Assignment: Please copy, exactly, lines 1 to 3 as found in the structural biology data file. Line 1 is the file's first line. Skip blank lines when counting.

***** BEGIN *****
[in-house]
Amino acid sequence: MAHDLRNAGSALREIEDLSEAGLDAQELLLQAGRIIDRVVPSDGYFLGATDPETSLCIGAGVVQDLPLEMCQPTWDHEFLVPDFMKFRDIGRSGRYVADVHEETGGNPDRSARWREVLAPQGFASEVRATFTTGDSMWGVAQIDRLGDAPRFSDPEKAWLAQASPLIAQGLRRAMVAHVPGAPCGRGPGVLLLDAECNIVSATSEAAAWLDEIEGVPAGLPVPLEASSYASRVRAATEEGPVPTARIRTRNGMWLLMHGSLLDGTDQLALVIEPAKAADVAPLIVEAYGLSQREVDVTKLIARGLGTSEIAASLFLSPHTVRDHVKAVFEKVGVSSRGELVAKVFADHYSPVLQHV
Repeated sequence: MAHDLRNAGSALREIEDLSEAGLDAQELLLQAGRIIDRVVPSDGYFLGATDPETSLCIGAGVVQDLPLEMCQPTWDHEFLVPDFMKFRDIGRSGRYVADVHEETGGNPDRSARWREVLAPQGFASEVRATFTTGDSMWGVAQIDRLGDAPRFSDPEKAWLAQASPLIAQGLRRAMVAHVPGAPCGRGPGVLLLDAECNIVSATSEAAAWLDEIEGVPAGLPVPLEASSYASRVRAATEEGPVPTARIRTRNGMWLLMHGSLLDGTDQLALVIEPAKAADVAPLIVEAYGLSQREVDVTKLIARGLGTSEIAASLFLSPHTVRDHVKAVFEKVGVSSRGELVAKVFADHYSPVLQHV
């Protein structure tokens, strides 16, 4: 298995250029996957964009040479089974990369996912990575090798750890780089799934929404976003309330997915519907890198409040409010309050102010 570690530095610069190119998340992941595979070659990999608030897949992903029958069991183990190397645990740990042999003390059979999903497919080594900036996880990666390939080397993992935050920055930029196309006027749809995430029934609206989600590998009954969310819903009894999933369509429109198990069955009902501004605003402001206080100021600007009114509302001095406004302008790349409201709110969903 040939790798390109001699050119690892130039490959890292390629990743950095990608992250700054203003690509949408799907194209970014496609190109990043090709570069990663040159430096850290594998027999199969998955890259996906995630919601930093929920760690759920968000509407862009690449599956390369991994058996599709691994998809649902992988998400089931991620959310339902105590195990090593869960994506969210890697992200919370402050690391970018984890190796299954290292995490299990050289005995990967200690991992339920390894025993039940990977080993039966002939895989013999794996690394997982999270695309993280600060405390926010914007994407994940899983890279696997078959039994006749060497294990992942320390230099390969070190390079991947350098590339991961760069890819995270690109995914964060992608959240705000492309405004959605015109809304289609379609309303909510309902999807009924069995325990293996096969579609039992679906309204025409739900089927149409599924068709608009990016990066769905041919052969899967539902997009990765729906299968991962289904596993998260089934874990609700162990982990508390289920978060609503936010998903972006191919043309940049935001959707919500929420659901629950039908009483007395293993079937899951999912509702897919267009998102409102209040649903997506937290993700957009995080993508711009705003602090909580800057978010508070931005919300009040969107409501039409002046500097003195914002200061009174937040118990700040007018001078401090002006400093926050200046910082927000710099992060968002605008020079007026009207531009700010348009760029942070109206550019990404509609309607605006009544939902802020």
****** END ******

[in-house]
Amino acid sequence: MAHDLRNAGSALREIEDLSEAGLDAQELLLQAGRIIDRVVPSDGYFLGATDPETSLCIGAGVVQDLPLEMCQPTWDHEFLVPDFMKFRDIGRSGRYVADVHEETGGNPDRSARWREVLAPQGFASEVRATFTTGDSMWGVAQIDRLGDAPRFSDPEKAWLAQASPLIAQGLRRAMVAHVPGAPCGRGPGVLLLDAECNIVSATSEAAAWLDEIEGVPAGLPVPLEASSYASRVRAATEEGPVPTARIRTRNGMWLLMHGSLLDGTDQLALVIEPAKAADVAPLIVEAYGLSQREVDVTKLIARGLGTSEIAASLFLSPHTVRDHVKAVFEKVGVSSRGELVAKVFADHYSPVLQHV
Repeated sequence: MAHDLRNAGSALREIEDLSEAGLDAQELLLQAGRIIDRVVPSDGYFLGATDPETSLCIGAGVVQDLPLEMCQPTWDHEFLVPDFMKFRDIGRSGRYVADVHEETGGNPDRSARWREVLAPQGFASEVRATFTTGDSMWGVAQIDRLGDAPRFSDPEKAWLAQASPLIAQGLRRAMVAHVPGAPCGRGPGVLLLDAECNIVSATSEAAAWLDEIEGVPAGLPVPLEASSYASRVRAATEEGPVPTARIRTRNGMWLLMHGSLLDGTDQLALVIEPAKAADVAPLIVEAYGLSQREVDVTKLIARGLGTSEIAASLFLSPHTVRDHVKAVFEKVGVSSRGELVAKVFADHYSPVLQHV